2. Nice article. You make it clear that it is A blue print and it might be different for others. I was trying to compare my physical training program to you blue print. Looks like I have 3,4 and 7 covered. The Ageless Mobility package I got early this week provides the tools for 1 and 6. The AM package is where I’ll be concentrating on next. A few questions:

    I’m not sure where I would put my Tae Kwon Do training. Any thoughts?

    Also, I do a regular stretching program. Not sure whether it fits in your concept of #2. Any suggested reading on enhancing my understanding of the difference between numbers 1 & 2?

    • Jim,

      I’d consider Taekwondo to be a blend of 5, 6, and 7 on my list – depending on how you do it. Self defense training is a practical skill to develop (5), and it can be done both as recreation (7) and as skill-based play (6). Plus, some classes will incorporate fitness training into the mix. So, as noted, many activities can cover several areas, and for those with limited time for physical training, these types of things tend to deliver the best bang for your buck.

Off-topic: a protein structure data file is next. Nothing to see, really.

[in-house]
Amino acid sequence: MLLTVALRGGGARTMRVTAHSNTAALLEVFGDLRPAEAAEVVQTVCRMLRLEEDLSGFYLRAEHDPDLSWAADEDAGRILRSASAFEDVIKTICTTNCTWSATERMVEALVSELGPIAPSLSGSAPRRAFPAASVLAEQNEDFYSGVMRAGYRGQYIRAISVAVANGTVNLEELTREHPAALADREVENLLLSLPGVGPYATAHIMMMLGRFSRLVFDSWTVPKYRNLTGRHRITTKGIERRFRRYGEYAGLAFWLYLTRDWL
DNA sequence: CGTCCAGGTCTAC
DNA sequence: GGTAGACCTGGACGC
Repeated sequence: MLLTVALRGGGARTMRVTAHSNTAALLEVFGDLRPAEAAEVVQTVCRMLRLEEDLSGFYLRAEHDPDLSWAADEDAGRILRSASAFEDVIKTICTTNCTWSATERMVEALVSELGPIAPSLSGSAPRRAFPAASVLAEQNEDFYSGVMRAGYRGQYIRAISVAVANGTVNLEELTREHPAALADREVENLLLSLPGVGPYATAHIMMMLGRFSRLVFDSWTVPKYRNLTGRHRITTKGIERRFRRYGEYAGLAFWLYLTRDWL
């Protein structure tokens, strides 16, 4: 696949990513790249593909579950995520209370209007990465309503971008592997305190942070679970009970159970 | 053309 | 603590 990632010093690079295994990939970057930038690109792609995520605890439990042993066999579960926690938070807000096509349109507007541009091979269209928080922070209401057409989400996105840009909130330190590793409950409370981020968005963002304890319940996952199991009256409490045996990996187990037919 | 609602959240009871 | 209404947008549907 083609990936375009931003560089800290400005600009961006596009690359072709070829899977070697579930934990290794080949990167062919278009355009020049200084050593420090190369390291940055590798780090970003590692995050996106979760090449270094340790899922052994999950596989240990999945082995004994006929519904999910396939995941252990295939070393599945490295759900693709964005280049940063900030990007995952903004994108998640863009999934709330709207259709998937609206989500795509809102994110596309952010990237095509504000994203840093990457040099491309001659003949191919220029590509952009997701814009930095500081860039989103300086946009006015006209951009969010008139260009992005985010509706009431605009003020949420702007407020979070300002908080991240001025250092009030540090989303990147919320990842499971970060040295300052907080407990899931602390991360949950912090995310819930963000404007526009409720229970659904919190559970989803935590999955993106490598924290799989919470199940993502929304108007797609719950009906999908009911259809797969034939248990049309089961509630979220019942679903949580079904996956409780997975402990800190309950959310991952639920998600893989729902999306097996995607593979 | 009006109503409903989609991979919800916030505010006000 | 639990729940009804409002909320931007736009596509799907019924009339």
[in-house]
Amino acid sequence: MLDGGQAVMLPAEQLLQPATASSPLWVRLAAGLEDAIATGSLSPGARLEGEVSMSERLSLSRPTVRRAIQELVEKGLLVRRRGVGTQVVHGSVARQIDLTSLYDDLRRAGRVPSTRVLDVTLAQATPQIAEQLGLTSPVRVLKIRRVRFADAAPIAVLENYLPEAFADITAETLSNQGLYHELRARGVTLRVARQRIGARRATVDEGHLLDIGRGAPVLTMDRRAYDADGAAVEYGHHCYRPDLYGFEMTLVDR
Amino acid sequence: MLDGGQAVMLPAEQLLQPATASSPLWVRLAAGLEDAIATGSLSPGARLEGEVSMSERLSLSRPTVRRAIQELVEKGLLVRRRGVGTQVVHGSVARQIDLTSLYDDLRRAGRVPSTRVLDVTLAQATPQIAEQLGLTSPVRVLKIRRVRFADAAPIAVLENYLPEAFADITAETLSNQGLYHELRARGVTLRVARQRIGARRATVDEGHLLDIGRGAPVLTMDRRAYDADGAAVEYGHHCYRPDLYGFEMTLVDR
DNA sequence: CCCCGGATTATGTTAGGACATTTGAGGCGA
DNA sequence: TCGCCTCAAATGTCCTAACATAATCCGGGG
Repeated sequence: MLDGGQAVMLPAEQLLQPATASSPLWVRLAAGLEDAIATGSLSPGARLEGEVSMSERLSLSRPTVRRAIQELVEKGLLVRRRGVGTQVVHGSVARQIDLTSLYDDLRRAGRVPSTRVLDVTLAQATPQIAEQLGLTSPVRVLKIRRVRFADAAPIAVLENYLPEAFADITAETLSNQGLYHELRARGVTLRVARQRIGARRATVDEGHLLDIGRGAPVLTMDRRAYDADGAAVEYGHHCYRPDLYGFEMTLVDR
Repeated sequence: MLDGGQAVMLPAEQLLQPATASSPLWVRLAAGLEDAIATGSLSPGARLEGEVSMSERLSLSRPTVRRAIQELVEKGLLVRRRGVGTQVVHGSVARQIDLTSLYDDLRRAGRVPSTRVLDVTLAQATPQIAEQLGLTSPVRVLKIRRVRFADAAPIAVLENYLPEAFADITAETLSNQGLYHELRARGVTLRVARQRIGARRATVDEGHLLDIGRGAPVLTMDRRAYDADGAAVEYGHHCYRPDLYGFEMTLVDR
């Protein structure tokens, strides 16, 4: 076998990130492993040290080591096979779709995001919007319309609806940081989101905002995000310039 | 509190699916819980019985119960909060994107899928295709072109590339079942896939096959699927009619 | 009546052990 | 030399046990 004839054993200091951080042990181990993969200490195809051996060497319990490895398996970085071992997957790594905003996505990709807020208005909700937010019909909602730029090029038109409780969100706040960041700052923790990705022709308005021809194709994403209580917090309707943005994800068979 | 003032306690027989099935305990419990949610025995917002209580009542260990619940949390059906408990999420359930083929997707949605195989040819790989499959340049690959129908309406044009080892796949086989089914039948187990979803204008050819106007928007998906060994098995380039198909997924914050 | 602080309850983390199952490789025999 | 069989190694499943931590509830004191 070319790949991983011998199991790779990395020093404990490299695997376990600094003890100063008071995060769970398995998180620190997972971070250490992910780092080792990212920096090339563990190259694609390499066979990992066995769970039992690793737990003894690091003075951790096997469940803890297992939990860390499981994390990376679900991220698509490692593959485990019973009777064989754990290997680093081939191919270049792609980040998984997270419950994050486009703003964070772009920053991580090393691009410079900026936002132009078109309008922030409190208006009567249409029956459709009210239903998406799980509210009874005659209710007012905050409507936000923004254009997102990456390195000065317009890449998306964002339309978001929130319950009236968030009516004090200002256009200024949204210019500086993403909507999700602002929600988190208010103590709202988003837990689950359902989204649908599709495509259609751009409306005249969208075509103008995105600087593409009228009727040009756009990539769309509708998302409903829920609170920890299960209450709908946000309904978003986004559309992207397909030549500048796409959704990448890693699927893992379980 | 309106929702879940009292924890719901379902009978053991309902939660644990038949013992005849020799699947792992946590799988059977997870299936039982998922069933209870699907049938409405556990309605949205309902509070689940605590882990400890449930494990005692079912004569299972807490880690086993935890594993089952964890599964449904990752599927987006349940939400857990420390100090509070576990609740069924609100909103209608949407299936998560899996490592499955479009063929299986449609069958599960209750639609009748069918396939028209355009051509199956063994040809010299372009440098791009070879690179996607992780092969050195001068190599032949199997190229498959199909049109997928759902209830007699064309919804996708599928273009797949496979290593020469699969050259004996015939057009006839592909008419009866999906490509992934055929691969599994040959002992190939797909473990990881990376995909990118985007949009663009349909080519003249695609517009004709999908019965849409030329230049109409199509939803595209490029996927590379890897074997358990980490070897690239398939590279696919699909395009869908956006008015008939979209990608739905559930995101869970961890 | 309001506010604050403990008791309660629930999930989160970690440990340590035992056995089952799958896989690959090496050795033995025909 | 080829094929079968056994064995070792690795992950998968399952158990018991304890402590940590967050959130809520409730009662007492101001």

For understanding the differences between 1 & 2, read the Free to Move book you got in the AM package (for number 1), and you can also read Sonnon’s book on Prasara Yoga for a better understanding of number 2.

  3. Where would you put barefoot running within these categories? It’s obviously some cardio, but can it be included in number 5…or is that what you mean by freerunning?

    • Alex,

      In my mind, barefoot running is really just running – period – and so it’s most definitely a three due to its cardio demands, and a part of category 5 since it’s also a natural and practical movement skill that merits practice. Plus, it could be a 6 or 7 for some people, too. It’s all relative.

      So, as I mentioned in my comment to Jim, some activities can span several categories and you can get immense benefit due to this integrated nature. Plus, this comes in handy when trying to maximize your results from a minimum time investment.

      P.S. Freerunning, as I understand it, is much like parkour, only more focused on efficient travel through an environment.

  4. Hey John,

    Thanks for such detailed advice about physical training. For me, I’ve been taken part in a Judo course and that seems to work really well. Maybe you can add some kung fu courses in the blueprint.
    Rgds,